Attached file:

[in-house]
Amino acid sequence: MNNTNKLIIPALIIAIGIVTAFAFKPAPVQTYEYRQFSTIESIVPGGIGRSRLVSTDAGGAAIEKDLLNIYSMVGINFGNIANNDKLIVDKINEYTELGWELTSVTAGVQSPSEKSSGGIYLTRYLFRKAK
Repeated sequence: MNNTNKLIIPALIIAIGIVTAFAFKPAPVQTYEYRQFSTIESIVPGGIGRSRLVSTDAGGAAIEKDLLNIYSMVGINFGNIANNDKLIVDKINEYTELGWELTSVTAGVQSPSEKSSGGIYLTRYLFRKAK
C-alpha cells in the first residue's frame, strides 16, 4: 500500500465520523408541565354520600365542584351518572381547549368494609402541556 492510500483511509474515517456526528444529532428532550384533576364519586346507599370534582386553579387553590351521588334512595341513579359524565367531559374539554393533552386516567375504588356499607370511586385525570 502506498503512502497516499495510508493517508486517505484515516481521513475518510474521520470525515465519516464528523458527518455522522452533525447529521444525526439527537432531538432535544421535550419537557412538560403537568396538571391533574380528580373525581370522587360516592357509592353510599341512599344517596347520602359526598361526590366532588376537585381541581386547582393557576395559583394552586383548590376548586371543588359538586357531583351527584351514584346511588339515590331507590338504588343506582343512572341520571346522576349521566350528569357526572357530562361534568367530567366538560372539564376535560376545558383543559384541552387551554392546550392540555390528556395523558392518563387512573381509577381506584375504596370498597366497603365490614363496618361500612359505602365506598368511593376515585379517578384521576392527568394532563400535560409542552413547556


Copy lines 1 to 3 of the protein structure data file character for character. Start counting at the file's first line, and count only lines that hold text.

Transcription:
[in-house]
Amino acid sequence: MNNTNKLIIPALIIAIGIVTAFAFKPAPVQTYEYRQFSTIESIVPGGIGRSRLVSTDAGGAAIEKDLLNIYSMVGINFGNIANNDKLIVDKINEYTELGWELTSVTAGVQSPSEKSSGGIYLTRYLFRKAK
Repeated sequence: MNNTNKLIIPALIIAIGIVTAFAFKPAPVQTYEYRQFSTIESIVPGGIGRSRLVSTDAGGAAIEKDLLNIYSMVGINFGNIANNDKLIVDKINEYTELGWELTSVTAGVQSPSEKSSGGIYLTRYLFRKAK